The acetabular labrum is the fibrocartilage edge of the acetabulum, or hip joint socket. It is firmly attached to the bone and to the cartilage lining of the acetabulum. The labrum deepens the socket and probably has an important role in proprioception, or joint position sense, within the hip.
What causes labral tears?
Most labral tears are due to degeneration within the fibrocartilage of the labrum. This makes the labrum weaker and prone to tearing. This degeneration may be due to activity, age or structural abnormalities of hip such as FAI. Occasionally, the labrum can be torn as a result of an injury. In some cases, this is a serious injury that may involve a dislocation or near dislocation of the hip.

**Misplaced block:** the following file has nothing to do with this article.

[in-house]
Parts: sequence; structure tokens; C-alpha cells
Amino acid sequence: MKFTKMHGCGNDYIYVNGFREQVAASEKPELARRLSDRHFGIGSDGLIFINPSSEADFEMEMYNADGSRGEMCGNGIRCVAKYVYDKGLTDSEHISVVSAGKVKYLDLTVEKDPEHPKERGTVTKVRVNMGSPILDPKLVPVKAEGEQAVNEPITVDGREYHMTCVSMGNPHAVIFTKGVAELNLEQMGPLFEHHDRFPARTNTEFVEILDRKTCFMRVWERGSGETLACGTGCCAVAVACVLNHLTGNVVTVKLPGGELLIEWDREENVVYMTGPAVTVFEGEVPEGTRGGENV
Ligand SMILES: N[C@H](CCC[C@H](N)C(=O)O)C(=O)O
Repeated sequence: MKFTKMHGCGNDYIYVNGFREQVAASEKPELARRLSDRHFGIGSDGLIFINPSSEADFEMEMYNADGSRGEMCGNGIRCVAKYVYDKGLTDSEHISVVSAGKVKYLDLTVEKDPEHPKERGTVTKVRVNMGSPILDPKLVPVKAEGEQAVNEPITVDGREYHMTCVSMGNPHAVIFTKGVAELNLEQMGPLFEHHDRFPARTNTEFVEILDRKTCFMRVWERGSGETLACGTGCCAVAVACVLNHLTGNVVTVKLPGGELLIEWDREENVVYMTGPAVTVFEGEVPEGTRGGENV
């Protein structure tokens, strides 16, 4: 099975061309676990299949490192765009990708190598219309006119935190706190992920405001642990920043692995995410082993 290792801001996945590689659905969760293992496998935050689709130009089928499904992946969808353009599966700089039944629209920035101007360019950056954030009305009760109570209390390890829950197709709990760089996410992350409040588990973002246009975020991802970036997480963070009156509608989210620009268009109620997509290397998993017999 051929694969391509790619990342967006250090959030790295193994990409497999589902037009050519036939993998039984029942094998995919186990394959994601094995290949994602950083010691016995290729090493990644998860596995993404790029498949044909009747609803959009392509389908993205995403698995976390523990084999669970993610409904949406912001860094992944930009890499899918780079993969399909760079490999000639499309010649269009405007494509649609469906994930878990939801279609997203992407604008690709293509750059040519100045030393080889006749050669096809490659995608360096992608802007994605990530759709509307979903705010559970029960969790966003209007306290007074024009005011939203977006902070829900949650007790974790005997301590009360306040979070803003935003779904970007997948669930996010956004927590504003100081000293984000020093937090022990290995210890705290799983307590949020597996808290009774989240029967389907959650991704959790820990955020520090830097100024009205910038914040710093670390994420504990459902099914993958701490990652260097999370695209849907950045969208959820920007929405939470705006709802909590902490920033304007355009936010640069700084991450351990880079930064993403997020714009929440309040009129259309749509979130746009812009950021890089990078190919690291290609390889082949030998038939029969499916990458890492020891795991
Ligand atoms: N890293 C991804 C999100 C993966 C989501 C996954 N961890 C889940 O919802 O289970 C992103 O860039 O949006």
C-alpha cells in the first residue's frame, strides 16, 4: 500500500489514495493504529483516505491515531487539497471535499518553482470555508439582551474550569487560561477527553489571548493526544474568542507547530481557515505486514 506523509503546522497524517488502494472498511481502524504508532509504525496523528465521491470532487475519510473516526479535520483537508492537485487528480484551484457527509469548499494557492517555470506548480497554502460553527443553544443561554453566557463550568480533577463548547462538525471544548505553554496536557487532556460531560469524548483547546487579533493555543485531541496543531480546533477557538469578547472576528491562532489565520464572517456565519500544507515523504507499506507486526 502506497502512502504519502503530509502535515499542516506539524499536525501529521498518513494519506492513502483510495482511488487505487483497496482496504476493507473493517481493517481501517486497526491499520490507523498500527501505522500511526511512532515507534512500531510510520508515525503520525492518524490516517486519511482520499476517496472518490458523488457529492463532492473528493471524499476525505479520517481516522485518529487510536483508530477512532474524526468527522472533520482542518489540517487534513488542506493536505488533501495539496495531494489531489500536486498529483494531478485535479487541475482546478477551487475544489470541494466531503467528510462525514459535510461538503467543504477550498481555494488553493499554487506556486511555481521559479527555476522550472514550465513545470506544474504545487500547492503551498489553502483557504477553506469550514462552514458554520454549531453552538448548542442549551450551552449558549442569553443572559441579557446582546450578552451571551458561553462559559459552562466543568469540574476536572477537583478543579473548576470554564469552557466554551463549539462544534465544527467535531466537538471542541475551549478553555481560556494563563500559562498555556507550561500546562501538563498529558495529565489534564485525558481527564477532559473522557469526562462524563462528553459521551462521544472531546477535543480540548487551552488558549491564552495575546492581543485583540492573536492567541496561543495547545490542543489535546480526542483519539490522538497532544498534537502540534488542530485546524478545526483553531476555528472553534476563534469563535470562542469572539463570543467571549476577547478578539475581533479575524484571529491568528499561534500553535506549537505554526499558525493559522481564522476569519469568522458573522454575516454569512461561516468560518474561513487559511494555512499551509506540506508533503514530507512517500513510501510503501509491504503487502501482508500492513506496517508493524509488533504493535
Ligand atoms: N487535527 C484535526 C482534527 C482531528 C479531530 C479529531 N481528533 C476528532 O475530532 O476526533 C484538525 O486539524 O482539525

What does a labral tear feel like?
Most people with labral tears experience sharp catching pain with certain movements. This can be very severe, and sometimes makes the hip feel as if it might give way or lock. The sharp pain might be brief, but is often followed by dull aching pain.
How can a labral tear be treated?
Using arthroscopic surgery, the torn or frayed part of the labrum can be trimmed. If the labrum is in generally good condition, but has been torn away from the edge of the bone by an injury, it can be repaired with stitches.